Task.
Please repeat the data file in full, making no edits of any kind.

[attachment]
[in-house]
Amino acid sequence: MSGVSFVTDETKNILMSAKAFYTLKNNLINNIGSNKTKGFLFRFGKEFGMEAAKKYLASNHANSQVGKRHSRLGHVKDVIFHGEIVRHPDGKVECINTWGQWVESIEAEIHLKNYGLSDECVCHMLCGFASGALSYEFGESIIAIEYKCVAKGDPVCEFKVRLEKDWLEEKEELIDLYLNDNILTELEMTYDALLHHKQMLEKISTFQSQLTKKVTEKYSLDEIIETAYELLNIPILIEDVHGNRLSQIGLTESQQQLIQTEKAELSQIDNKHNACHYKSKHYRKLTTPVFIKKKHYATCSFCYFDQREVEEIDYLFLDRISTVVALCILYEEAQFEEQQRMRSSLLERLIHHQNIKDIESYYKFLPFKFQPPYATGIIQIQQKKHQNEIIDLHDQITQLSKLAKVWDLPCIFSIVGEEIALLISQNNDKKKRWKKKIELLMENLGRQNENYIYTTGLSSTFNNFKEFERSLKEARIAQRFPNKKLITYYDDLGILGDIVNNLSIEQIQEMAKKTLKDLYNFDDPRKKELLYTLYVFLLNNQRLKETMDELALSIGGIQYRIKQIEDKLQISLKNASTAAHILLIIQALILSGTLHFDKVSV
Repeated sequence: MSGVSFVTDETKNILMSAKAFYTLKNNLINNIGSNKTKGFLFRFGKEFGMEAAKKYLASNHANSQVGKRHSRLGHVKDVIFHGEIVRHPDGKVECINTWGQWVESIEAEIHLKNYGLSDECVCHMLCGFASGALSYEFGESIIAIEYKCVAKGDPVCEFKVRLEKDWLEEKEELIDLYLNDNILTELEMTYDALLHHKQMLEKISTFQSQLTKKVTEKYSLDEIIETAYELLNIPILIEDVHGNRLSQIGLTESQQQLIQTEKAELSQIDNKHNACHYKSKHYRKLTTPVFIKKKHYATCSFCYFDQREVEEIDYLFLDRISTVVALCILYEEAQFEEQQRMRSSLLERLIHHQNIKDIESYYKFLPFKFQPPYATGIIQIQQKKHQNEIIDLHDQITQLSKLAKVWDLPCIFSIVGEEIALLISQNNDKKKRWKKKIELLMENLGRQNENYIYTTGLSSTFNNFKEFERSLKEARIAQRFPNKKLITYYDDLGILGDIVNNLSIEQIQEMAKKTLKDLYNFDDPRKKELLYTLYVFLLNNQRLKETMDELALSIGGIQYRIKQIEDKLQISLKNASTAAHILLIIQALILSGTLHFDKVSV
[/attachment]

[in-house]
Amino acid sequence: MSGVSFVTDETKNILMSAKAFYTLKNNLINNIGSNKTKGFLFRFGKEFGMEAAKKYLASNHANSQVGKRHSRLGHVKDVIFHGEIVRHPDGKVECINTWGQWVESIEAEIHLKNYGLSDECVCHMLCGFASGALSYEFGESIIAIEYKCVAKGDPVCEFKVRLEKDWLEEKEELIDLYLNDNILTELEMTYDALLHHKQMLEKISTFQSQLTKKVTEKYSLDEIIETAYELLNIPILIEDVHGNRLSQIGLTESQQQLIQTEKAELSQIDNKHNACHYKSKHYRKLTTPVFIKKKHYATCSFCYFDQREVEEIDYLFLDRISTVVALCILYEEAQFEEQQRMRSSLLERLIHHQNIKDIESYYKFLPFKFQPPYATGIIQIQQKKHQNEIIDLHDQITQLSKLAKVWDLPCIFSIVGEEIALLISQNNDKKKRWKKKIELLMENLGRQNENYIYTTGLSSTFNNFKEFERSLKEARIAQRFPNKKLITYYDDLGILGDIVNNLSIEQIQEMAKKTLKDLYNFDDPRKKELLYTLYVFLLNNQRLKETMDELALSIGGIQYRIKQIEDKLQISLKNASTAAHILLIIQALILSGTLHFDKVSV
Repeated sequence: MSGVSFVTDETKNILMSAKAFYTLKNNLINNIGSNKTKGFLFRFGKEFGMEAAKKYLASNHANSQVGKRHSRLGHVKDVIFHGEIVRHPDGKVECINTWGQWVESIEAEIHLKNYGLSDECVCHMLCGFASGALSYEFGESIIAIEYKCVAKGDPVCEFKVRLEKDWLEEKEELIDLYLNDNILTELEMTYDALLHHKQMLEKISTFQSQLTKKVTEKYSLDEIIETAYELLNIPILIEDVHGNRLSQIGLTESQQQLIQTEKAELSQIDNKHNACHYKSKHYRKLTTPVFIKKKHYATCSFCYFDQREVEEIDYLFLDRISTVVALCILYEEAQFEEQQRMRSSLLERLIHHQNIKDIESYYKFLPFKFQPPYATGIIQIQQKKHQNEIIDLHDQITQLSKLAKVWDLPCIFSIVGEEIALLISQNNDKKKRWKKKIELLMENLGRQNENYIYTTGLSSTFNNFKEFERSLKEARIAQRFPNKKLITYYDDLGILGDIVNNLSIEQIQEMAKKTLKDLYNFDDPRKKELLYTLYVFLLNNQRLKETMDELALSIGGIQYRIKQIEDKLQISLKNASTAAHILLIIQALILSGTLHFDKVSV